It is an unfortunate situation for Apple to be in (well, not in comparison to their profit margin), but it is non the less a danger of the business.

    ADDED: I think Apple are unlikely to turf this machine back to OP, threatening their relationship with a customer (who possibly spends thousands if they have purchased a Mac Pro) all for the price of a repair. I think they are more likely to be stubborn with someone who has a one-off iPod purchase than a >£1750 machine.
     
  13. CanadaRAM macrumors G5

    CanadaRAM

    Joined:
    Oct 11, 2004
    Location:
    On the Left Coast - Victoria BC Canada
    #13
    It wasn't Apple the OP took it to, it was an Authorized Service Provider (-- an independent shop)

    I still fail to see where Apple has any obligation on a 3+ year old machine that failed out of warranty -- Pro machine or not.

    Now, there is the slim possibility that the AASP is incompetent, or malicious. But I just cannot see a service shop deliberately damaging a customer's machine. The first thing any AASP does with an incoming machine is to boot it from their service diagnostic CD and test the hardware. If the machine was failing to boot from that 2 times out of 3, then it is NOT a simple login issue with the hard drive, it's a hardware problem of some type.

    Apple investigated and replied to the OP that there was nothing out of order with the AASP's handling of the machine.

    Here's an analogy: "I have driven my car for 5 years with no problem at all. I took it in for a tune up, and they tell me I need a new muffler too. I haven't had any problems with the muffler in 5 years. They must have done something wrong. I want compensation"

    Hardware breaks down and will fail at some point, guaranteed.

    There's this myth that if a computer component lasts 1 week, then it will work for a lifetime because there's no moving parts. That's a crock. Heat is the enemy of electronic components. Electrical spikes and noise and static electric discharge degrade solid state components. Heat and corrosion degrade solder joints and connections of all types. Dust collects in G5 and G4 machines in a big way and causes overheating.
     
  14. m1stake macrumors 68000

    Joined:
    Jan 17, 2008
    Location:
    Philly
    #14
    As someone said before, symptoms develop and differ. I put a new hard drive into my PC back in February, and tried loading the OS on it. No go. I had also installed a sound card, some new ram, and a third hdd, so when it wouldnt do anything, I figured the board got fried. After 4 weeks of symptoms changing and repeating in random patterns, I finally decided to take out the first hdd i'd installed earlier that month, and it booted up and loaded with no trouble.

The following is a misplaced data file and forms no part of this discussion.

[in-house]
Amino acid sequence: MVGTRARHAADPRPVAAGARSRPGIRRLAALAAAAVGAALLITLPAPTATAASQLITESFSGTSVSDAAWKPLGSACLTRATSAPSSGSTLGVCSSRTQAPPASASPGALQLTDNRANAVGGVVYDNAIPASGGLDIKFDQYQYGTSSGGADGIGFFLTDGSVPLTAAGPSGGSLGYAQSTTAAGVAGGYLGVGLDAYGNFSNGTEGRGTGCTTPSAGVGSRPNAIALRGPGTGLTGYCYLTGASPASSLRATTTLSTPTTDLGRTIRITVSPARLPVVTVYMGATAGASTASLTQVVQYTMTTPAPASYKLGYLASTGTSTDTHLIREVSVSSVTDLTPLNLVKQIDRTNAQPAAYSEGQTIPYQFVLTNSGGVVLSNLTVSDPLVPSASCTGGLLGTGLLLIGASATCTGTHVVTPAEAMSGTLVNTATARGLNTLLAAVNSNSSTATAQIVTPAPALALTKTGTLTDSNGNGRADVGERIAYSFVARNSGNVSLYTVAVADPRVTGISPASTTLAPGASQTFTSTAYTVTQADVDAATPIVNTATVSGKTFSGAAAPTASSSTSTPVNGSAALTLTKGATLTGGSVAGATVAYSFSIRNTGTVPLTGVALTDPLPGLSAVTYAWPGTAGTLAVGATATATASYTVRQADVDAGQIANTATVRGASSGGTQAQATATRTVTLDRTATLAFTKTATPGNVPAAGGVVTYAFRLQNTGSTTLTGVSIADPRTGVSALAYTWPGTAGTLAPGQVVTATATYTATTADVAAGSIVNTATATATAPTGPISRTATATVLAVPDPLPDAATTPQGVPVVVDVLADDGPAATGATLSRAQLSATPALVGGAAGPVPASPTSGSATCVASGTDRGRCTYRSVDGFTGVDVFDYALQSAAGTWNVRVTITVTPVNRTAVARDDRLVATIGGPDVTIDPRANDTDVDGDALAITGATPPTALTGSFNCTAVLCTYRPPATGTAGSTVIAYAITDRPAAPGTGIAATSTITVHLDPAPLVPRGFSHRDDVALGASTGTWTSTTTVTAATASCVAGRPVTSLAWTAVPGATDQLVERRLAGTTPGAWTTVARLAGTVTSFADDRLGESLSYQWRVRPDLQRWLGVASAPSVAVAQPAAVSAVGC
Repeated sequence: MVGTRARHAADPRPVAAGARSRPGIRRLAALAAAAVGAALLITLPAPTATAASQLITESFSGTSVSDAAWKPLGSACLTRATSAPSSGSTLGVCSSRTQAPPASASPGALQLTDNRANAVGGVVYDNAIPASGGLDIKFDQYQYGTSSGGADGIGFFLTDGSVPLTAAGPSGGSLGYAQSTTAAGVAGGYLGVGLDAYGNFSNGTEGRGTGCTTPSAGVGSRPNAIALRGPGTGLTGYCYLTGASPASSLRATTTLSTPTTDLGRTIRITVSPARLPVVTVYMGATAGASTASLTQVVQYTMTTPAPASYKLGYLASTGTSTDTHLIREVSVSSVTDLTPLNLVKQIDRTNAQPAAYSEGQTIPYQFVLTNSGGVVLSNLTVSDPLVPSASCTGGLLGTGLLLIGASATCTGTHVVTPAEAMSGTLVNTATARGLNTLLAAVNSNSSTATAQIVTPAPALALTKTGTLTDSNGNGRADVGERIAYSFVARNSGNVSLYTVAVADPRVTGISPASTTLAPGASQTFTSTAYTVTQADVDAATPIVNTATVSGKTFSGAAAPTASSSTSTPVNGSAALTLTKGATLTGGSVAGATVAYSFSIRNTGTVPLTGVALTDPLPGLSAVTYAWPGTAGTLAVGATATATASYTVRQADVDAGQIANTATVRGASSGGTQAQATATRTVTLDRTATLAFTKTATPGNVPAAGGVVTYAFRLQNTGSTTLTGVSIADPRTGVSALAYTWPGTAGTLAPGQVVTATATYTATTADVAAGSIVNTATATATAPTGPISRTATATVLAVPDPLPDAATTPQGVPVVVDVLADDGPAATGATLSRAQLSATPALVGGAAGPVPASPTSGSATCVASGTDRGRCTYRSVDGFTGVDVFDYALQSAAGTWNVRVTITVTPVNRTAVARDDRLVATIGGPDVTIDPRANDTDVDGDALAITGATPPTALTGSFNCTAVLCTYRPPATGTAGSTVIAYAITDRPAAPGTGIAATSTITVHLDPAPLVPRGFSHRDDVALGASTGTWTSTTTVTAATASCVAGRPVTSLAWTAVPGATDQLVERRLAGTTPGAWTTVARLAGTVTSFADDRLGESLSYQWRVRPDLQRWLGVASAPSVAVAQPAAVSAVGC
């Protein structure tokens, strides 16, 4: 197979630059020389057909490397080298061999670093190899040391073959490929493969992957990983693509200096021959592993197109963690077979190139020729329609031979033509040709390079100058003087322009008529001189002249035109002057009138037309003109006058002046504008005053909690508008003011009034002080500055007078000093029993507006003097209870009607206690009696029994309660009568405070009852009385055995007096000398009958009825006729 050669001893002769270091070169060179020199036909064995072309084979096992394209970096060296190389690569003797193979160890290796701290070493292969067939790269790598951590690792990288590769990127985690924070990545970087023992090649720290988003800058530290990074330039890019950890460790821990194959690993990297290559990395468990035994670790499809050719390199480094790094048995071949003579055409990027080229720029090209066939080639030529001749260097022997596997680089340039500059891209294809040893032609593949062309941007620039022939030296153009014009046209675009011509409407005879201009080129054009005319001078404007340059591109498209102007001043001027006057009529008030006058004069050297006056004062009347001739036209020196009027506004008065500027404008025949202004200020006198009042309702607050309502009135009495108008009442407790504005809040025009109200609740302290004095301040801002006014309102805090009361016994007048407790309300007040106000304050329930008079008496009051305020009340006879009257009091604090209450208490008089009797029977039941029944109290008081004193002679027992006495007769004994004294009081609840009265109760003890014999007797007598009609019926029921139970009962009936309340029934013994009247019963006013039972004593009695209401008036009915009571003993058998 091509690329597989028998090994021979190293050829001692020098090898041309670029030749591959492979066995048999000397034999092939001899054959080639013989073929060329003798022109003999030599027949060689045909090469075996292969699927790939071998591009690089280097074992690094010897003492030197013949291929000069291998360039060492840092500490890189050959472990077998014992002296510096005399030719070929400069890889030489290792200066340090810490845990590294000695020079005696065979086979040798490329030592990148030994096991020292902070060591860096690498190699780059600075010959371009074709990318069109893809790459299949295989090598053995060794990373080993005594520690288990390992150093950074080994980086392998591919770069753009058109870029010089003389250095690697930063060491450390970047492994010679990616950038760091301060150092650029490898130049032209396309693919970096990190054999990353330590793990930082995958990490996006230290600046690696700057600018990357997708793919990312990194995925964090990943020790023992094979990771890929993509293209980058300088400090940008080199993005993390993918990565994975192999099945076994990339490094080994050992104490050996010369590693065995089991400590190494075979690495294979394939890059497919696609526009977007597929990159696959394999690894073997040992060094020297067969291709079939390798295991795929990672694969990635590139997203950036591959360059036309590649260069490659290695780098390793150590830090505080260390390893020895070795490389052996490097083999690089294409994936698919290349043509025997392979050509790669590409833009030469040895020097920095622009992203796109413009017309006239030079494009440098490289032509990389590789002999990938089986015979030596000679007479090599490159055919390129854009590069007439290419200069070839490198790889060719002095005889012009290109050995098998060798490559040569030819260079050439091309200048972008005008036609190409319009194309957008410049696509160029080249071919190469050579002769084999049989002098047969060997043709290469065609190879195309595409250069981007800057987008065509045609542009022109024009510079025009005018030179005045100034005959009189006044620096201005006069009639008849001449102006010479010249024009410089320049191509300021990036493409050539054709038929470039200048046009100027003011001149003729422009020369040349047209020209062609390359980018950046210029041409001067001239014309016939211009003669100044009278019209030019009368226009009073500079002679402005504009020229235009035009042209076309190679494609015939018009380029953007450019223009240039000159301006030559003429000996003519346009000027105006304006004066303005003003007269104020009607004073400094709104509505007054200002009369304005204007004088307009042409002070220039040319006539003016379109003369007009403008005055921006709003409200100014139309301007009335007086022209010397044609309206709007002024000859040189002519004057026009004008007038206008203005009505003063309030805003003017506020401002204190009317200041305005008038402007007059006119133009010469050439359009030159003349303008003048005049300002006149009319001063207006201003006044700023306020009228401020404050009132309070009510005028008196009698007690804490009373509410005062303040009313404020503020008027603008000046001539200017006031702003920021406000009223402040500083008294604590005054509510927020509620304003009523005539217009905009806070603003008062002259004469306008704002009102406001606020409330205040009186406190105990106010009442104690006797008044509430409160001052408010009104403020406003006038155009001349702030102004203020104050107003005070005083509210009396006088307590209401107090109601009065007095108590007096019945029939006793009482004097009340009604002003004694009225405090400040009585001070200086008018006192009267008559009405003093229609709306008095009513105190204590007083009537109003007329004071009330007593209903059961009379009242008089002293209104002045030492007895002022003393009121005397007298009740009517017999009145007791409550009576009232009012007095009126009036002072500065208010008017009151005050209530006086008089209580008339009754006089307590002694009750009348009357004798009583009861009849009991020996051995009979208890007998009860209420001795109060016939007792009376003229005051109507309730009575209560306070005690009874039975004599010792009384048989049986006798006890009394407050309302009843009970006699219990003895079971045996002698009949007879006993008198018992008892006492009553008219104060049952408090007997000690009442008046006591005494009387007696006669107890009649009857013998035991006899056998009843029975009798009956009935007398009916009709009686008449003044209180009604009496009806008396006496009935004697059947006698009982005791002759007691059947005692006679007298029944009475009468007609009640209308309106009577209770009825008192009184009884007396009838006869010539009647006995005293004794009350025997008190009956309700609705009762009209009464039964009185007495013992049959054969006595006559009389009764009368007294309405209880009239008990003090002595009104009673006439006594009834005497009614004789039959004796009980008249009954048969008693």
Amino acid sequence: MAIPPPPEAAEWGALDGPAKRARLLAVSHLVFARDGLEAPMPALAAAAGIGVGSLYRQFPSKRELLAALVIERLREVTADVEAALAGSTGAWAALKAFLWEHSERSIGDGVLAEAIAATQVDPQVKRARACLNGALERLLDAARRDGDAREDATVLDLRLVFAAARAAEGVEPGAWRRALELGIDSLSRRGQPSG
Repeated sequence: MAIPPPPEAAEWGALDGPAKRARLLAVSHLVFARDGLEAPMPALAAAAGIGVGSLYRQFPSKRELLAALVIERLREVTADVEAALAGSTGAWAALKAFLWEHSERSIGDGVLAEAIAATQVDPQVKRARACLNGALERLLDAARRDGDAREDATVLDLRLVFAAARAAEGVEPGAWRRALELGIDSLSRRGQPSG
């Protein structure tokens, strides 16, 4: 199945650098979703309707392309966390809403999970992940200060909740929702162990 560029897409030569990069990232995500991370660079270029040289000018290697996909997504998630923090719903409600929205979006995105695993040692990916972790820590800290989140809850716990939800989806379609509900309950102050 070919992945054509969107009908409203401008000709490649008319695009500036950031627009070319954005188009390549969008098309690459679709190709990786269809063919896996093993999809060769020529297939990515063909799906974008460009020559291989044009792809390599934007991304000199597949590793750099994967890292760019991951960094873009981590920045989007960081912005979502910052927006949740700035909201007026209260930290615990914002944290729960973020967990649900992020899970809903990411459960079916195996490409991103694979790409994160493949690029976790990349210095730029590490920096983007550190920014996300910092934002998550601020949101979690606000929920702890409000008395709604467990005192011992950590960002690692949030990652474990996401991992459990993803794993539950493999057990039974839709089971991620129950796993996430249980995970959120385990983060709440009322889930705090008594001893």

It wouldn't even POST some of the time, which led me to believe that it couldnt be the hdd.

    Hopefully you figure out what's actually wrong with it so you can get it fixed.
     
  15. tom. macrumors 6502

    tom.

    Joined:
    Nov 9, 2007
    Location:
    UK
    #15
    I had misread, my mistake. This does change the situation, however OP may still have room to work with. CanadaRAM I agree with what you have said, especially now i know this is an 'independent retailer'.

    However, at no point did I say that they had an obligation, it is just good customer service, and as I have said, that is in Apple's interest but probably not for an 'AASP'.
     
  16. Keebler macrumors 68030

    Joined:
    Jun 20, 2005
    Location:
    Canada
    #16
    Maybe. I only know French and English, but I've heard Chinese is different in how it's written. I would know personally however.
     
  17. KSBOOM thread starter macrumors newbie

    Joined:
    Apr 12, 2008
    #17
    An update.

    Mr Massey(Executive Relations for Apple) did call me today morning and he told me that Apple would be willing to replace the motherboard. I just have to pay for the labor. I just wanted to thank all of you'll for taking the time to reply and give me your different viewpoints. However I still stand by what I said earlier and apparently Apple agrees with me too.

    Mr Massey has been great to deal with right from the start. He has always been willing to listen and has followed up on my complaints. He authorised an investigation also, to check what exactly happened. All our conversations have always been open and fair.

    The story's still not over until everything actually goes through but for now - I'm 60 percent more happy than I was a day before and that's thanks to Mr Massey and Apple.

    I'd like to specially thank you, Mr Rickard for your helpful advice. You didn't take any sides but just provided sensible/logical advice without adopting a condescending or demeaning tone.

    Others like Wild Bill have been less helpful. But atleast his attitude matches his name.
     
  18. tom. macrumors 6502

    tom.

    Joined:
    Nov 9, 2007
    Location:
    UK
    #18
    I'm glad you managed to reach a relatively happy medium. Good luck with it. :)